The paragraph in Deut. 10:6-9 is seen by many modern scholars to be one of several later editorial additions to the writings of Moses. Although it cannot be proven that this summary is not from the Mosaic period, it is clear that there are several editorial inserts. Israel was in Egypt for centuries and Egyptian scribes, unlike Mesopotamian scribes, were trained to update texts at will. For those of us who believe in the inspiration and protection of divine revelation assert the Spirit's guidance in the OT related to these supposed additions. They do not affect major doctrines or call into question the historicity of the surrounding texts. It must be admitted by moderns that we simply do not know:

1. the time 

2. the author 

3. the method of compilation

of the OT in its earliest stages. We presuppositionally accept the MT as preserving the words of God!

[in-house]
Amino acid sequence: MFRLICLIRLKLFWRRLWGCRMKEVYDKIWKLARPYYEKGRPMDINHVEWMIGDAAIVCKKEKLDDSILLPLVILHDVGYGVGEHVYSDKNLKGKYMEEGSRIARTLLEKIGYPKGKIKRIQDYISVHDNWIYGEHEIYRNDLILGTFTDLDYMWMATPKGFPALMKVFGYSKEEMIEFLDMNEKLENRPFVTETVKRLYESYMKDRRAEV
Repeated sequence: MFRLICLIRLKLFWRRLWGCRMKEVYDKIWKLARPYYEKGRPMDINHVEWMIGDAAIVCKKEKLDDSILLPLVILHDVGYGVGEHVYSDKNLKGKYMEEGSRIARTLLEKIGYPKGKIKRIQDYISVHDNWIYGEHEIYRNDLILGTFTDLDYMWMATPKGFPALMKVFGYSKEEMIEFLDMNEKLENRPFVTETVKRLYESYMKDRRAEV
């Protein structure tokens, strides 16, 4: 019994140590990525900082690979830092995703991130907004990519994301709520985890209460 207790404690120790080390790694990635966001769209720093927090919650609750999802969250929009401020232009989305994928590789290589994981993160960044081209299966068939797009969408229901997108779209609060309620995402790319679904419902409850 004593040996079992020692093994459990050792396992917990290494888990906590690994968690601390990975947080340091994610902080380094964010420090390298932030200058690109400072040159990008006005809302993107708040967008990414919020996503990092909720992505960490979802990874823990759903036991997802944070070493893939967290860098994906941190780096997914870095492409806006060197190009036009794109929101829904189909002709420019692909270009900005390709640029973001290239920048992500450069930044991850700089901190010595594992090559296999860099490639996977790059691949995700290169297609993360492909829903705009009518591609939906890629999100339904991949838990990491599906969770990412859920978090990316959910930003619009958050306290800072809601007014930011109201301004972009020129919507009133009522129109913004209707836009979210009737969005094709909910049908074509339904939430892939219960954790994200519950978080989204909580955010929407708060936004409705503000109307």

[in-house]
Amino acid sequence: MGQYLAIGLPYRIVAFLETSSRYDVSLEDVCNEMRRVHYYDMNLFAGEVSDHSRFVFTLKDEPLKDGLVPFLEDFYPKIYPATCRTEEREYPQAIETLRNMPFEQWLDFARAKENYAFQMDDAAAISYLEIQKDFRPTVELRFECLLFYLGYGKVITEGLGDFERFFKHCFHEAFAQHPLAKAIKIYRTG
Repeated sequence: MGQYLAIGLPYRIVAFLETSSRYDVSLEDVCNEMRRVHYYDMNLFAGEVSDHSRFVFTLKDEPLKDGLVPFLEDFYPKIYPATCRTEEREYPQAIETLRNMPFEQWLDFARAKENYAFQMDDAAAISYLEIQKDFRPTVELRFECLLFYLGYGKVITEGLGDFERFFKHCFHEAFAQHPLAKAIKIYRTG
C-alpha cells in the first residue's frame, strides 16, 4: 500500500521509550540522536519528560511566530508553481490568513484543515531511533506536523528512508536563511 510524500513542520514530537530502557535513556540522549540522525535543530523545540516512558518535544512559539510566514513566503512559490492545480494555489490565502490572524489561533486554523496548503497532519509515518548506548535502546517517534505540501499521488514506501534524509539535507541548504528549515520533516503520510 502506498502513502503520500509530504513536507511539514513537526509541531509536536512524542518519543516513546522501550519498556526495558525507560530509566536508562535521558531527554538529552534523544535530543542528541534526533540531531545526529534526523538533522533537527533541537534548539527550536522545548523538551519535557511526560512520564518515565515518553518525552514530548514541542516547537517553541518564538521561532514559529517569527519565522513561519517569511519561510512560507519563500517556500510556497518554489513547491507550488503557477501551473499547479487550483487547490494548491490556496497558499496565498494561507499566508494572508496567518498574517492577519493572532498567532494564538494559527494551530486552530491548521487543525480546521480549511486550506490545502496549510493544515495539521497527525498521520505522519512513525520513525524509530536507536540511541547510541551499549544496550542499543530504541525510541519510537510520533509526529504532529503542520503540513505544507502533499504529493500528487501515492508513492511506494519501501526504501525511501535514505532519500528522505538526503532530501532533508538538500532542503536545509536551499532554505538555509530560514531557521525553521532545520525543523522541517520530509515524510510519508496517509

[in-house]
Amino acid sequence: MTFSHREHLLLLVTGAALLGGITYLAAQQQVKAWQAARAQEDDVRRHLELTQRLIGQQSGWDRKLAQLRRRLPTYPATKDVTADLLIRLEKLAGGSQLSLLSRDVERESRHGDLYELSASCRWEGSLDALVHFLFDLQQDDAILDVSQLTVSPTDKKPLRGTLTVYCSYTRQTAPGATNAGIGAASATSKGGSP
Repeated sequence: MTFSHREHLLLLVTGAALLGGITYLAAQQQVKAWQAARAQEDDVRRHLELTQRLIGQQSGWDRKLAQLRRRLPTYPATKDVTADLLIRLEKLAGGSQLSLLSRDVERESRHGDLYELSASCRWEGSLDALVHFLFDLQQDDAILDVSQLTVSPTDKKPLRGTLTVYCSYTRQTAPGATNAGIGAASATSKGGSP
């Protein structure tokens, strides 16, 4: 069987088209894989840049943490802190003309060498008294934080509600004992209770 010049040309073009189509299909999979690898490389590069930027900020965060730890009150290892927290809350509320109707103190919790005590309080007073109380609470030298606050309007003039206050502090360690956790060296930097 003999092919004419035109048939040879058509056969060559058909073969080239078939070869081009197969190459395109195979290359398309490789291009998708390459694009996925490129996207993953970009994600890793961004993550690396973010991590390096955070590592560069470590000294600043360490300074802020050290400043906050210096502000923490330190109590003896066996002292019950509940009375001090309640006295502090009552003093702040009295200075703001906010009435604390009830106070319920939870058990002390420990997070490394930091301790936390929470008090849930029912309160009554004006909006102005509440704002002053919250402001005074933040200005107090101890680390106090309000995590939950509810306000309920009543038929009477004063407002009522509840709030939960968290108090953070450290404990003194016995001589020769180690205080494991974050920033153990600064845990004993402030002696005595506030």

A new theory for some of the supposed editorial additions has been suggested by R. H. Polzin, "Deuteronomy" in The Literary Guide to the Bible. It posits the added comments are from a narrator, not an editor. He suggests that this narrator's comments can be seen in Deut. 1:1-5; 2:10-12, 20-23; 3:9, 11, 13b-14; 4:4-5:1a; 10:6-7, 9; 27:1a, 9a, 11; 28:69; 29:1; 31:1, 7a, 9-10a, 14a, 14c-16a, 22-23a, 24-25, 30; 32:44-45, 48; 33:1; 34:1-4a, 5-12. Polzin asserts that this supposed narrator is claiming an authority as reliable as Moses, which sets the stage for the "Deuteronomic history" of Joshua – Kings. This theory would explain the similarities between the Pentateuch and the Former Prophets.


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